My first experience of gluten free bread was a relative disaster. My sister-in-law is coeliac and was coming to stay, so I thought that I would make her some bread and some muffins. I bought gluten free baking mix and already had cornmeal, so I made muffins and they were fine 🙂 Emboldened by this, I used the breadmaker and made some bread.
Mistake #1 – I used the breadmaker!
Mistake #2 – I only used cornmeal to replace the flour. The resulting texture was kind of shiny and slippery on the teeth. Tasted fine, but was only edible when it was JUST cooked.
Hmmm. Back to the drawing board. Left the bread making alone for quite some time. Then a friend gave me some information from an Alison Holst cookbook about making gluten free bread. The first piece of advice? Don’t use a standard breadmaker unless it has a gluten free cycle! The second piece of advice? Use a variety of flours. The third piece of advice? Use a binding gum like guar gum or xanthan gum.
So I tried again. This time, I adapted a late bake focaccia recipe, so I mixed the dough in the breadmaker, and then left it to rise and cooked it in the oven. Difficulties? It lost its shape, got very flat and even then, didn’t look it had cooked and on the inside, didn’t appear cooked! So I haven’t tried bread again, but I have used the bread flour mix from the Alison Holst cookbook as my standard baking flour mix time and again. Here it is:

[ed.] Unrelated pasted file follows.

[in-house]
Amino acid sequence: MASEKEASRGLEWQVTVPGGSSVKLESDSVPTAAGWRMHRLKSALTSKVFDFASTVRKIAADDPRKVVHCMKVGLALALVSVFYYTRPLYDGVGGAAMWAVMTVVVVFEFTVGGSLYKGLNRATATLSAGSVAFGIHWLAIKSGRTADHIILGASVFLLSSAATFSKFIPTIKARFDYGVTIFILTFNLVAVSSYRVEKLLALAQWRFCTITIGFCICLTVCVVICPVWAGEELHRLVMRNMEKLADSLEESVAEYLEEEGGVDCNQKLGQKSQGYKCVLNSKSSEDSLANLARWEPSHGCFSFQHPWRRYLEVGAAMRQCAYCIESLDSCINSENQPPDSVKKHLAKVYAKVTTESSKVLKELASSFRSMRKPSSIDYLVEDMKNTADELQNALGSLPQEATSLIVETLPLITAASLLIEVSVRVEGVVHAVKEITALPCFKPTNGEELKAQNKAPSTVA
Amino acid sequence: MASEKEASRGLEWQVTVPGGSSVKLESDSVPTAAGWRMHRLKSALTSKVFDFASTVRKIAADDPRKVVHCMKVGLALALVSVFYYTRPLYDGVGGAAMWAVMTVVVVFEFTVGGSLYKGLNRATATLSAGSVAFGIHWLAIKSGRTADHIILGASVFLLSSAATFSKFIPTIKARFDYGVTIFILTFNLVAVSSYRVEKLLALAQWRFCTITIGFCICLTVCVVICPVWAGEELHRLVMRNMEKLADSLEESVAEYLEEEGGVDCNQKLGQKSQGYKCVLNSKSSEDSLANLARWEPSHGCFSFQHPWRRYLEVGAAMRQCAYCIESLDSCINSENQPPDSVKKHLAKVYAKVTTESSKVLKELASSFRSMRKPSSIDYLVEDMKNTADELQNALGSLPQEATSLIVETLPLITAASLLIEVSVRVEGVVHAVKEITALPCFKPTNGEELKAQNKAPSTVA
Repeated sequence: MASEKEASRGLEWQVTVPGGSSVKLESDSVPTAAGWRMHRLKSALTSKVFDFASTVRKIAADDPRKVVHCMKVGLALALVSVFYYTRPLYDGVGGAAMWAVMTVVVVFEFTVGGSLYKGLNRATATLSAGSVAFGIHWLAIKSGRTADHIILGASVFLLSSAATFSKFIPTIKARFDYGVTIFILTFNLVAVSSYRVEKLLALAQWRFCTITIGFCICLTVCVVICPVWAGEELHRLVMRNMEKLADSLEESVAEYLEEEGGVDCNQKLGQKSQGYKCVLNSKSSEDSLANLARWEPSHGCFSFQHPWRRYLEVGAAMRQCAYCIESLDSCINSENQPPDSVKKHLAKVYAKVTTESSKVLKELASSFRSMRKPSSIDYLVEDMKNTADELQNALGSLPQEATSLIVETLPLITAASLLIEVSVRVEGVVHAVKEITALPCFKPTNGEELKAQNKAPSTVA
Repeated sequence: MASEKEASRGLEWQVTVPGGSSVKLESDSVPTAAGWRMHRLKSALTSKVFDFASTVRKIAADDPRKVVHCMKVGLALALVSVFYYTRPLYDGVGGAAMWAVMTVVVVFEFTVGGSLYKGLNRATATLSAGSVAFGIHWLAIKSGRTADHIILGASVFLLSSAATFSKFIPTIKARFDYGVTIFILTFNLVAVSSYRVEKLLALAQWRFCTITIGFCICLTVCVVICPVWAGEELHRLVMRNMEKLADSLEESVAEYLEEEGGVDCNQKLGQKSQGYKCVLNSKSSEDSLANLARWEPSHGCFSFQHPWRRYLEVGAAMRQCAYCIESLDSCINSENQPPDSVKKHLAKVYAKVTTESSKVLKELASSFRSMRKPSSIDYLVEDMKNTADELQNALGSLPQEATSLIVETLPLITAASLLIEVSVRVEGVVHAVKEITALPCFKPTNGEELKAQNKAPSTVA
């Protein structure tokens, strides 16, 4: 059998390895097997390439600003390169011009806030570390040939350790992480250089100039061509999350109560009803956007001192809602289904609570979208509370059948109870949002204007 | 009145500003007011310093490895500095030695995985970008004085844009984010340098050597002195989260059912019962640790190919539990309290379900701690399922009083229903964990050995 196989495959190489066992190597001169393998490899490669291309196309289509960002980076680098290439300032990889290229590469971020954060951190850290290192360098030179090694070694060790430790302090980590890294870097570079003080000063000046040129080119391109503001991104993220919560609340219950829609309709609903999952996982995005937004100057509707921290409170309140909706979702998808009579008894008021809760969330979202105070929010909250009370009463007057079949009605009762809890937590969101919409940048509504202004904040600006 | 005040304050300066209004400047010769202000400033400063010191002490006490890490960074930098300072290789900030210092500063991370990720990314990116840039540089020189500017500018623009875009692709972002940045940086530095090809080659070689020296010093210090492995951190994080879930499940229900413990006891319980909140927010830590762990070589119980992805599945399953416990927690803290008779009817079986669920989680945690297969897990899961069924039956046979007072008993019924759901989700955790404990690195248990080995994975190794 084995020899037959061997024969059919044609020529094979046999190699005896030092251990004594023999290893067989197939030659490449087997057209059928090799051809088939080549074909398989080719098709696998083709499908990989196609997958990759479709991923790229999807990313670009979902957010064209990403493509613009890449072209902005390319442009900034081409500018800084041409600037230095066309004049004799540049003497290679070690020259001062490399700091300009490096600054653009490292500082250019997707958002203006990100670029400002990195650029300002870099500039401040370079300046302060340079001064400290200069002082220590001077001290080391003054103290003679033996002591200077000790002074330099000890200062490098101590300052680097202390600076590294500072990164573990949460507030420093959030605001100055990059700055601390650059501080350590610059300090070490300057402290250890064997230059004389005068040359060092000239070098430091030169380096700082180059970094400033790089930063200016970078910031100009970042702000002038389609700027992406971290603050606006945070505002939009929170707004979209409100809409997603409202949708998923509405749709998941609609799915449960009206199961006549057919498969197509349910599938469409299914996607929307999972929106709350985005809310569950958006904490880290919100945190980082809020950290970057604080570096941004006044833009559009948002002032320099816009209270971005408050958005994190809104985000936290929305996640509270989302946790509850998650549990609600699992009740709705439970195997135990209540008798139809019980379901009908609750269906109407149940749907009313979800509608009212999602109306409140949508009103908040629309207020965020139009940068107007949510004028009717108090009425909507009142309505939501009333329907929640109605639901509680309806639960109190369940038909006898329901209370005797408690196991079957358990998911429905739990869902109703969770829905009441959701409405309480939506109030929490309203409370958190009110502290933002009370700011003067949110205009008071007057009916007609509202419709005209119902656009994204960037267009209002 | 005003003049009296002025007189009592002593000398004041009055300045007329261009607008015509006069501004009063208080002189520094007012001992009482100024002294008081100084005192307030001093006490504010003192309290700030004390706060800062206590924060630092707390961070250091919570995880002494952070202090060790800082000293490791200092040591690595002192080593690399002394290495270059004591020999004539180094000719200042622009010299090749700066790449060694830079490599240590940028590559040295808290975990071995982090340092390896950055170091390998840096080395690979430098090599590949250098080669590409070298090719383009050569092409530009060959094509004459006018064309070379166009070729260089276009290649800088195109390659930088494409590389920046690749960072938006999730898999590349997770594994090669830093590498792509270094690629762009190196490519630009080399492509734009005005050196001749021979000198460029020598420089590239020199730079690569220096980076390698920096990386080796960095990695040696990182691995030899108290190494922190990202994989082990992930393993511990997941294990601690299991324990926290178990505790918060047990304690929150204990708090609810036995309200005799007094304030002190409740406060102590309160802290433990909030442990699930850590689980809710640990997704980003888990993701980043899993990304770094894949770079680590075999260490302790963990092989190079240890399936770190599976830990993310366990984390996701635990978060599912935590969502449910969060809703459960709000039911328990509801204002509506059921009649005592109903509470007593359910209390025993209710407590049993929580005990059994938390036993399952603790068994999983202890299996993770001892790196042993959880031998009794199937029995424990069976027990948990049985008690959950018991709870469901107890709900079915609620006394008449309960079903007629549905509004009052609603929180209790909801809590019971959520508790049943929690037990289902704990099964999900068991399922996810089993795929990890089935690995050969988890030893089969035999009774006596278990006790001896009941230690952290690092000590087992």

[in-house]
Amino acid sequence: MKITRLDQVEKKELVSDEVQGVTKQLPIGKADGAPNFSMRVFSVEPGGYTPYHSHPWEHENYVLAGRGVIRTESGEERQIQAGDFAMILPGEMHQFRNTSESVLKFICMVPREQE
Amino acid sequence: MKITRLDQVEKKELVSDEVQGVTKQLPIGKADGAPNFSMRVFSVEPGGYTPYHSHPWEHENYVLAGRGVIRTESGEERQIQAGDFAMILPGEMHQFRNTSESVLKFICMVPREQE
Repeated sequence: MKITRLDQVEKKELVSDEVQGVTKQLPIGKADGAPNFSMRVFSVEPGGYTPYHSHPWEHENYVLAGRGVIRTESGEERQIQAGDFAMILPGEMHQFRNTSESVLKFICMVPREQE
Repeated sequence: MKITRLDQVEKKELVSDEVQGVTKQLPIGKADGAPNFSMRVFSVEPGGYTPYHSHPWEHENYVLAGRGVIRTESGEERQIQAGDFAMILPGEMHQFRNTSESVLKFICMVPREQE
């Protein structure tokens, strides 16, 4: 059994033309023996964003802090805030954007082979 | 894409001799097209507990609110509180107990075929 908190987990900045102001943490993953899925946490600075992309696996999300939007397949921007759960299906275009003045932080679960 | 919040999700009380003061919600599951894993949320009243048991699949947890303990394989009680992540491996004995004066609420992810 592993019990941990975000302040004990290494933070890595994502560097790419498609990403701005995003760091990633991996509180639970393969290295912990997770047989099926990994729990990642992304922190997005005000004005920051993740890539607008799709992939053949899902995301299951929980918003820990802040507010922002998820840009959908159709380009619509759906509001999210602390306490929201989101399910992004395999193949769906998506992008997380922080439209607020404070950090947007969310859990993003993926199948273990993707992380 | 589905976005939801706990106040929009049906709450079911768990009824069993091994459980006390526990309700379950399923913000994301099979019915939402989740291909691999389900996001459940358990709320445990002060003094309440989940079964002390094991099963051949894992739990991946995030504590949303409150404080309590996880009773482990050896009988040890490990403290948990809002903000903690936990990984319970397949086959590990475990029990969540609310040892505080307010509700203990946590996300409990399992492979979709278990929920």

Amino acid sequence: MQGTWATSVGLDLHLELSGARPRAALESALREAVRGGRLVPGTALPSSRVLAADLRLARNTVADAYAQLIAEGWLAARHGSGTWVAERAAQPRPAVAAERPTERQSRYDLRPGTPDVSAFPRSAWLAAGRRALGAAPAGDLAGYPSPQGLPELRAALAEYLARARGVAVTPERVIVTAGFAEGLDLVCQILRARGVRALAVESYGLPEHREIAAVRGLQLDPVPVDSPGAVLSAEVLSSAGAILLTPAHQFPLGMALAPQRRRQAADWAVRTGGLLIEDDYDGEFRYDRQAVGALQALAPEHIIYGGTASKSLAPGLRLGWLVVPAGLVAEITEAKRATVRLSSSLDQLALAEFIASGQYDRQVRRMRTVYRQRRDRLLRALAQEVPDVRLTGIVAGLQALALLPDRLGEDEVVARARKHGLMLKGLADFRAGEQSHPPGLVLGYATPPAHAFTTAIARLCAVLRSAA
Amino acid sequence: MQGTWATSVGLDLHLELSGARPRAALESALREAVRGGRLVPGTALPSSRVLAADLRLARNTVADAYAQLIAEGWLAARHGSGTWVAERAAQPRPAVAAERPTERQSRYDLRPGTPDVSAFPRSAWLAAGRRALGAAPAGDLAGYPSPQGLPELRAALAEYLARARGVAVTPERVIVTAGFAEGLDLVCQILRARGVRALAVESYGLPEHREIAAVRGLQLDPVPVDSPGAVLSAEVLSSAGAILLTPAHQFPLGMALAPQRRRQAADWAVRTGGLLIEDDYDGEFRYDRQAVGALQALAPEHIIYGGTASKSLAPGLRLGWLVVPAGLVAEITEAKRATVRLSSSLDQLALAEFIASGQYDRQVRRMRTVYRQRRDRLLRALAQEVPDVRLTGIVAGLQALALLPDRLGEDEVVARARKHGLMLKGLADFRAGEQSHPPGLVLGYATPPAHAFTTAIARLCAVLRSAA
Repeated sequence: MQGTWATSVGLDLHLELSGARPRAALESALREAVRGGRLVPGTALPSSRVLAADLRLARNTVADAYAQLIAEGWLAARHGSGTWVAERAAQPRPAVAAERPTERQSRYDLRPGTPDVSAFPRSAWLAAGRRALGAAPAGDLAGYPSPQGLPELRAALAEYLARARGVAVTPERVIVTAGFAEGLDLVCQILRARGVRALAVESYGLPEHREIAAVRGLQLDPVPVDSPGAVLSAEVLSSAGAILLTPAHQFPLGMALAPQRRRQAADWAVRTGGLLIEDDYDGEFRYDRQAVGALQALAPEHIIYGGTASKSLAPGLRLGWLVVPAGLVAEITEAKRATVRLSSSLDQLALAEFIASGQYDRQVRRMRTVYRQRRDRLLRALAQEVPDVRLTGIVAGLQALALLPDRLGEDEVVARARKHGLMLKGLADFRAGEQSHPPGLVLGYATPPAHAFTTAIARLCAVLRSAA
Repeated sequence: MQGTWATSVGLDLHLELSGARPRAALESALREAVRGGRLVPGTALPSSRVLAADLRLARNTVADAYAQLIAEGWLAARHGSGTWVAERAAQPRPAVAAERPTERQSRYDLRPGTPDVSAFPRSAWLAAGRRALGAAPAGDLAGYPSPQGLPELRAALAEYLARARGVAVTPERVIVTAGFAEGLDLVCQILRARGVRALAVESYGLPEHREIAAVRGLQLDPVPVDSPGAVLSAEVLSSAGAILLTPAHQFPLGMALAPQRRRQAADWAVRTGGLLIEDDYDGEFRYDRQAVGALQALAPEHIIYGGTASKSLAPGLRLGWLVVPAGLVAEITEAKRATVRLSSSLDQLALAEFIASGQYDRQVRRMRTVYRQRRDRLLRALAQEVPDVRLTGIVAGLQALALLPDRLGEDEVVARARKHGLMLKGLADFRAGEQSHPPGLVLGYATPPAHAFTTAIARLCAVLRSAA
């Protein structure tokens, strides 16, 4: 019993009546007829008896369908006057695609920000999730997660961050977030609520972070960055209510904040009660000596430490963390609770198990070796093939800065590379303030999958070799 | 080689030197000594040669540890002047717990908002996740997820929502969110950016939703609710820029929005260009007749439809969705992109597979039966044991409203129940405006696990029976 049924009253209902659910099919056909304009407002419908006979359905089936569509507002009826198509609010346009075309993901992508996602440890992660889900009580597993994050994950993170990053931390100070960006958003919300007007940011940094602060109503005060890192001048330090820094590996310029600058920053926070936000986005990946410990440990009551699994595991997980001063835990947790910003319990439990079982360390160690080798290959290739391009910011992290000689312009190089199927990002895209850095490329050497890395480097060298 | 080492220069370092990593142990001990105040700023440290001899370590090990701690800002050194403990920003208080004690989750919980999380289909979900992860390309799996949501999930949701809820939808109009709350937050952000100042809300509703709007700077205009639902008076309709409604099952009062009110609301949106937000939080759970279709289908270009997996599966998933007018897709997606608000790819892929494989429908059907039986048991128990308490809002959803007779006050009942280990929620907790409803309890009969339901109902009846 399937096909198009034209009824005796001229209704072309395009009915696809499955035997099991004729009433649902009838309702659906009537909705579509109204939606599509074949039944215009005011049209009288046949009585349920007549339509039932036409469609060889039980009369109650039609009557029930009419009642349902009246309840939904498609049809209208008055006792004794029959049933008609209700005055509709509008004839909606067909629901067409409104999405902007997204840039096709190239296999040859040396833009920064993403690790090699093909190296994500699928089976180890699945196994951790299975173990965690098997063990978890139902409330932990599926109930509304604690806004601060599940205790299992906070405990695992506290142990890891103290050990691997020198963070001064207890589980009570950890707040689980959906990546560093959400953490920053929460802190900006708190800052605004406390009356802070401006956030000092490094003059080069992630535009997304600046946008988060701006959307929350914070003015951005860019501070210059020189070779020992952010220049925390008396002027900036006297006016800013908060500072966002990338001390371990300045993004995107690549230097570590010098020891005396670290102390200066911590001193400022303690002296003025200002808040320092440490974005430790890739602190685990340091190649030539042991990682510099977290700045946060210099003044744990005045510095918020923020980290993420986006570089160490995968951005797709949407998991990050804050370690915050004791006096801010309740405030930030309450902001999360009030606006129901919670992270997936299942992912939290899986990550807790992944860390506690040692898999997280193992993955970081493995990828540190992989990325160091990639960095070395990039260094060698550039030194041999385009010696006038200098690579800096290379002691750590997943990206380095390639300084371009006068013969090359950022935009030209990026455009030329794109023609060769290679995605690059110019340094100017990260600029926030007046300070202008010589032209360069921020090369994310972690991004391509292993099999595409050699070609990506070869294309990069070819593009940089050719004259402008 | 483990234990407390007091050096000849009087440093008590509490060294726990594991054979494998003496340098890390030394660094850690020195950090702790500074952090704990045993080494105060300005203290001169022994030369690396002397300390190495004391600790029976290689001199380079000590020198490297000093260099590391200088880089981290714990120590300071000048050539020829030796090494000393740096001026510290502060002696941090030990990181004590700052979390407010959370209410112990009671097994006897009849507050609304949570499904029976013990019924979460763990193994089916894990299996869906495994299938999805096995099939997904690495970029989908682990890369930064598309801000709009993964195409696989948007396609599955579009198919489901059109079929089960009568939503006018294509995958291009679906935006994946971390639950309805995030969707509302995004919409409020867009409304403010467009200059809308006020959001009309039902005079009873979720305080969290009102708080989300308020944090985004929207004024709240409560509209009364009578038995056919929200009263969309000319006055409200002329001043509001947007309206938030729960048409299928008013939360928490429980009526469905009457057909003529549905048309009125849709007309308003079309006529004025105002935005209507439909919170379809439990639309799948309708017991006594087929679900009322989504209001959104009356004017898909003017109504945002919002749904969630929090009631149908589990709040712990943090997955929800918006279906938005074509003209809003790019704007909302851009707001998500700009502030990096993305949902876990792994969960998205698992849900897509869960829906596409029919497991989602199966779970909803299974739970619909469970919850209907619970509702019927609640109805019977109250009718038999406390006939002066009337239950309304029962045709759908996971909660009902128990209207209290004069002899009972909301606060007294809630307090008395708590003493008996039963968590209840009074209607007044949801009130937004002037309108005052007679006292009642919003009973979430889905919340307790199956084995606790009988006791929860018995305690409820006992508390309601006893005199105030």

Gluten Free Flour Mix
- 2 cups chickpea flour
- 2 cups tapioca starch
- 4 cups maize cornflour
- 4 cups rice flour
- 9 tsp xanthan or guar gum
Measure chickpea flour and tapioca starch into a large bowl or canister. Thoroughly stir the mixture using a large whisk. If using a canister, put the lid on and give it a good shake to blend.
Add cornflour, and repeat the mixing process, then add the rice flour and repeat again.
Store in an airtight container until required.
Just a note, when I’m using this for baking, I tend to add 1 tsp of baking powder and 1/2 tsp baking soda as rising agents.